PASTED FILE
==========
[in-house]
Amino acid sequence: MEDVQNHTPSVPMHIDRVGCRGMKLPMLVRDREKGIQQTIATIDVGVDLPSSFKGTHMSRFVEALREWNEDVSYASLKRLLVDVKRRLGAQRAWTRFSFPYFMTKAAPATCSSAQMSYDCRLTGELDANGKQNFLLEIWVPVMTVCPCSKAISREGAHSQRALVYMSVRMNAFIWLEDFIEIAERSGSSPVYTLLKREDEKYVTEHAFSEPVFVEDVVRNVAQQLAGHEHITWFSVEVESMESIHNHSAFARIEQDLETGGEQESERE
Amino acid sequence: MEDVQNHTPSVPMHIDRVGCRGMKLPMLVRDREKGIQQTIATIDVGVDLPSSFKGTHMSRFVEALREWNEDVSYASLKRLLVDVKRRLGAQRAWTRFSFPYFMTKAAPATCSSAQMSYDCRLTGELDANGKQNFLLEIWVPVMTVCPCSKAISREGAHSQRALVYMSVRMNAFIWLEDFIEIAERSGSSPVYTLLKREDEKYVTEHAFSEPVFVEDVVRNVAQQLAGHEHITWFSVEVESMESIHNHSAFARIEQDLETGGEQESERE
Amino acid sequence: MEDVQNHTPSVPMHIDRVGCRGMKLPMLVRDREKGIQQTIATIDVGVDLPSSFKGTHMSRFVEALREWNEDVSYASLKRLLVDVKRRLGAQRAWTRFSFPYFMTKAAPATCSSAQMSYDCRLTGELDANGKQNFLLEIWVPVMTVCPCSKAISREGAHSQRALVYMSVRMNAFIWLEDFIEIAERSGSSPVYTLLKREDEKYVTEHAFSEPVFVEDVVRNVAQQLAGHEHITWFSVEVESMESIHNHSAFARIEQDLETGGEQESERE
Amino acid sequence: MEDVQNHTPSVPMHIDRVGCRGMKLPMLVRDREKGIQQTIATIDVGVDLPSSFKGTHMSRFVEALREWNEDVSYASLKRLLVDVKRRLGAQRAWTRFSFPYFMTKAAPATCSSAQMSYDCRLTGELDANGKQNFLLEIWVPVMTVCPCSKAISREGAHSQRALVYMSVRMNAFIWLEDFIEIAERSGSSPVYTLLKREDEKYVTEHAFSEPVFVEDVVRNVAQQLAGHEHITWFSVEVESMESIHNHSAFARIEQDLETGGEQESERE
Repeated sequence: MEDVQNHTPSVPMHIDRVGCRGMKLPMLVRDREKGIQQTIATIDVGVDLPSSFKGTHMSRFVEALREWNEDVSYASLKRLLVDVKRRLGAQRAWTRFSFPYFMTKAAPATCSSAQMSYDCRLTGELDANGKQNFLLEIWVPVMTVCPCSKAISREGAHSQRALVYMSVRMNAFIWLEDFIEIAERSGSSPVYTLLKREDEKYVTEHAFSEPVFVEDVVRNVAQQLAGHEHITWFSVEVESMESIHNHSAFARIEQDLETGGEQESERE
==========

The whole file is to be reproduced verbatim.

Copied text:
[in-house]
Amino acid sequence: MEDVQNHTPSVPMHIDRVGCRGMKLPMLVRDREKGIQQTIATIDVGVDLPSSFKGTHMSRFVEALREWNEDVSYASLKRLLVDVKRRLGAQRAWTRFSFPYFMTKAAPATCSSAQMSYDCRLTGELDANGKQNFLLEIWVPVMTVCPCSKAISREGAHSQRALVYMSVRMNAFIWLEDFIEIAERSGSSPVYTLLKREDEKYVTEHAFSEPVFVEDVVRNVAQQLAGHEHITWFSVEVESMESIHNHSAFARIEQDLETGGEQESERE
Amino acid sequence: MEDVQNHTPSVPMHIDRVGCRGMKLPMLVRDREKGIQQTIATIDVGVDLPSSFKGTHMSRFVEALREWNEDVSYASLKRLLVDVKRRLGAQRAWTRFSFPYFMTKAAPATCSSAQMSYDCRLTGELDANGKQNFLLEIWVPVMTVCPCSKAISREGAHSQRALVYMSVRMNAFIWLEDFIEIAERSGSSPVYTLLKREDEKYVTEHAFSEPVFVEDVVRNVAQQLAGHEHITWFSVEVESMESIHNHSAFARIEQDLETGGEQESERE
Amino acid sequence: MEDVQNHTPSVPMHIDRVGCRGMKLPMLVRDREKGIQQTIATIDVGVDLPSSFKGTHMSRFVEALREWNEDVSYASLKRLLVDVKRRLGAQRAWTRFSFPYFMTKAAPATCSSAQMSYDCRLTGELDANGKQNFLLEIWVPVMTVCPCSKAISREGAHSQRALVYMSVRMNAFIWLEDFIEIAERSGSSPVYTLLKREDEKYVTEHAFSEPVFVEDVVRNVAQQLAGHEHITWFSVEVESMESIHNHSAFARIEQDLETGGEQESERE
Amino acid sequence: MEDVQNHTPSVPMHIDRVGCRGMKLPMLVRDREKGIQQTIATIDVGVDLPSSFKGTHMSRFVEALREWNEDVSYASLKRLLVDVKRRLGAQRAWTRFSFPYFMTKAAPATCSSAQMSYDCRLTGELDANGKQNFLLEIWVPVMTVCPCSKAISREGAHSQRALVYMSVRMNAFIWLEDFIEIAERSGSSPVYTLLKREDEKYVTEHAFSEPVFVEDVVRNVAQQLAGHEHITWFSVEVESMESIHNHSAFARIEQDLETGGEQESERE
Repeated sequence: MEDVQNHTPSVPMHIDRVGCRGMKLPMLVRDREKGIQQTIATIDVGVDLPSSFKGTHMSRFVEALREWNEDVSYASLKRLLVDVKRRLGAQRAWTRFSFPYFMTKAAPATCSSAQMSYDCRLTGELDANGKQNFLLEIWVPVMTVCPCSKAISREGAHSQRALVYMSVRMNAFIWLEDFIEIAERSGSSPVYTLLKREDEKYVTEHAFSEPVFVEDVVRNVAQQLAGHEHITWFSVEVESMESIHNHSAFARIEQDLETGGEQESERE